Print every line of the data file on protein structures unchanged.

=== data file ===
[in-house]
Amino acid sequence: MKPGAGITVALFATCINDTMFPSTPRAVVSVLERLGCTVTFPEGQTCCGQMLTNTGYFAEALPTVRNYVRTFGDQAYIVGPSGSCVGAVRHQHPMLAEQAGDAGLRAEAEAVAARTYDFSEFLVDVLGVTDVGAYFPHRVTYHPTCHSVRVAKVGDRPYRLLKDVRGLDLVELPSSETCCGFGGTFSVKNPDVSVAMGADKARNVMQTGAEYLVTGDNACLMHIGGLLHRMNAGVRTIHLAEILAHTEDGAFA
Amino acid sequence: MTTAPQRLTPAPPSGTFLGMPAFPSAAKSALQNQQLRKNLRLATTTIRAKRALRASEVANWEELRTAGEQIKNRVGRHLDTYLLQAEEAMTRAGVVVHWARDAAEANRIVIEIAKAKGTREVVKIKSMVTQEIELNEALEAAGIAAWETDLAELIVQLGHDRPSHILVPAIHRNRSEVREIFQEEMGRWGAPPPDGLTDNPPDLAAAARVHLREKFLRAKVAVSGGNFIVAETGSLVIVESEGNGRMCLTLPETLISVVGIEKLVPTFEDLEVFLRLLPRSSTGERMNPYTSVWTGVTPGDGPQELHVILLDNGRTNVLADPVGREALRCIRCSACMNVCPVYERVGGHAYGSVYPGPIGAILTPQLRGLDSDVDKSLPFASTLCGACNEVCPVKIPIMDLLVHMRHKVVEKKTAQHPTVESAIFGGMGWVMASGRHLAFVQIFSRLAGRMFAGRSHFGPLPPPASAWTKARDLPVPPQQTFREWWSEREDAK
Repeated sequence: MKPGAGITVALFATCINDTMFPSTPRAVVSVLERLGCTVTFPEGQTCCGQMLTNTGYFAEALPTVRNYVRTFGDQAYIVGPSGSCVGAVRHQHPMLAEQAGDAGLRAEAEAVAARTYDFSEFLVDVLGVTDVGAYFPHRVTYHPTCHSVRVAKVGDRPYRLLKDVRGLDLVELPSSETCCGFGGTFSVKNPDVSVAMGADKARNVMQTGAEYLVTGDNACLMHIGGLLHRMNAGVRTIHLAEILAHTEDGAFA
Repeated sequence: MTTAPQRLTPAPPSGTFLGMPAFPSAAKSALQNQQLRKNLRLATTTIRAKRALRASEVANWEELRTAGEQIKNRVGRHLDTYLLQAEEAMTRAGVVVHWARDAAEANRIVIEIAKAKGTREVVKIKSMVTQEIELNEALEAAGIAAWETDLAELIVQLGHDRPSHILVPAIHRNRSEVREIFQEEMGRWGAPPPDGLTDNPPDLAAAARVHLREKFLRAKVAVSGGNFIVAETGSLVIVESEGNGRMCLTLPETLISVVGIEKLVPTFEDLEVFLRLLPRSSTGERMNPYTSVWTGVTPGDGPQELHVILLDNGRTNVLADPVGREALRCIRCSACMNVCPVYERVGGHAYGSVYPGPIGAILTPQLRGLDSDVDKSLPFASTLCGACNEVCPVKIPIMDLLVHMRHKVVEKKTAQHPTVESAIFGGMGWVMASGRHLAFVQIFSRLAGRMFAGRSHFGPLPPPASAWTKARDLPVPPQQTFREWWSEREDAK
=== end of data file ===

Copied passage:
[in-house]
Amino acid sequence: MKPGAGITVALFATCINDTMFPSTPRAVVSVLERLGCTVTFPEGQTCCGQMLTNTGYFAEALPTVRNYVRTFGDQAYIVGPSGSCVGAVRHQHPMLAEQAGDAGLRAEAEAVAARTYDFSEFLVDVLGVTDVGAYFPHRVTYHPTCHSVRVAKVGDRPYRLLKDVRGLDLVELPSSETCCGFGGTFSVKNPDVSVAMGADKARNVMQTGAEYLVTGDNACLMHIGGLLHRMNAGVRTIHLAEILAHTEDGAFA
Amino acid sequence: MTTAPQRLTPAPPSGTFLGMPAFPSAAKSALQNQQLRKNLRLATTTIRAKRALRASEVANWEELRTAGEQIKNRVGRHLDTYLLQAEEAMTRAGVVVHWARDAAEANRIVIEIAKAKGTREVVKIKSMVTQEIELNEALEAAGIAAWETDLAELIVQLGHDRPSHILVPAIHRNRSEVREIFQEEMGRWGAPPPDGLTDNPPDLAAAARVHLREKFLRAKVAVSGGNFIVAETGSLVIVESEGNGRMCLTLPETLISVVGIEKLVPTFEDLEVFLRLLPRSSTGERMNPYTSVWTGVTPGDGPQELHVILLDNGRTNVLADPVGREALRCIRCSACMNVCPVYERVGGHAYGSVYPGPIGAILTPQLRGLDSDVDKSLPFASTLCGACNEVCPVKIPIMDLLVHMRHKVVEKKTAQHPTVESAIFGGMGWVMASGRHLAFVQIFSRLAGRMFAGRSHFGPLPPPASAWTKARDLPVPPQQTFREWWSEREDAK
Repeated sequence: MKPGAGITVALFATCINDTMFPSTPRAVVSVLERLGCTVTFPEGQTCCGQMLTNTGYFAEALPTVRNYVRTFGDQAYIVGPSGSCVGAVRHQHPMLAEQAGDAGLRAEAEAVAARTYDFSEFLVDVLGVTDVGAYFPHRVTYHPTCHSVRVAKVGDRPYRLLKDVRGLDLVELPSSETCCGFGGTFSVKNPDVSVAMGADKARNVMQTGAEYLVTGDNACLMHIGGLLHRMNAGVRTIHLAEILAHTEDGAFA
Repeated sequence: MTTAPQRLTPAPPSGTFLGMPAFPSAAKSALQNQQLRKNLRLATTTIRAKRALRASEVANWEELRTAGEQIKNRVGRHLDTYLLQAEEAMTRAGVVVHWARDAAEANRIVIEIAKAKGTREVVKIKSMVTQEIELNEALEAAGIAAWETDLAELIVQLGHDRPSHILVPAIHRNRSEVREIFQEEMGRWGAPPPDGLTDNPPDLAAAARVHLREKFLRAKVAVSGGNFIVAETGSLVIVESEGNGRMCLTLPETLISVVGIEKLVPTFEDLEVFLRLLPRSSTGERMNPYTSVWTGVTPGDGPQELHVILLDNGRTNVLADPVGREALRCIRCSACMNVCPVYERVGGHAYGSVYPGPIGAILTPQLRGLDSDVDKSLPFASTLCGACNEVCPVKIPIMDLLVHMRHKVVEKKTAQHPTVESAIFGGMGWVMASGRHLAFVQIFSRLAGRMFAGRSHFGPLPPPASAWTKARDLPVPPQQTFREWWSEREDAK